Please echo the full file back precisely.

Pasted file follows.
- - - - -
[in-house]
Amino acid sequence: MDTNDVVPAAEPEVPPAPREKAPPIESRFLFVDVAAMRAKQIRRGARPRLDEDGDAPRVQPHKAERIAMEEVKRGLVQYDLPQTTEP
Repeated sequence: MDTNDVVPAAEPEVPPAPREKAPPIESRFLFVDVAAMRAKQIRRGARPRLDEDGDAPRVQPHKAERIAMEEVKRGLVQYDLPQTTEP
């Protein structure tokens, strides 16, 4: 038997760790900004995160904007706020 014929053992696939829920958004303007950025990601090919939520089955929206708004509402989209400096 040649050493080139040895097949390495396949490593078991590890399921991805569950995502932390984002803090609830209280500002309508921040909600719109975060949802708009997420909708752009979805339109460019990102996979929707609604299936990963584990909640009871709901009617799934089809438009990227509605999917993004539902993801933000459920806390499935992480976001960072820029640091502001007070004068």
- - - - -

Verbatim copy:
[in-house]
Amino acid sequence: MDTNDVVPAAEPEVPPAPREKAPPIESRFLFVDVAAMRAKQIRRGARPRLDEDGDAPRVQPHKAERIAMEEVKRGLVQYDLPQTTEP
Repeated sequence: MDTNDVVPAAEPEVPPAPREKAPPIESRFLFVDVAAMRAKQIRRGARPRLDEDGDAPRVQPHKAERIAMEEVKRGLVQYDLPQTTEP
């Protein structure tokens, strides 16, 4: 038997760790900004995160904007706020 014929053992696939829920958004303007950025990601090919939520089955929206708004509402989209400096 040649050493080139040895097949390495396949490593078991590890399921991805569950995502932390984002803090609830209280500002309508921040909600719109975060949802708009997420909708752009979805339109460019990102996979929707609604299936990963584990909640009871709901009617799934089809438009990227509605999917993004539902993801933000459920806390499935992480976001960072820029640091502001007070004068």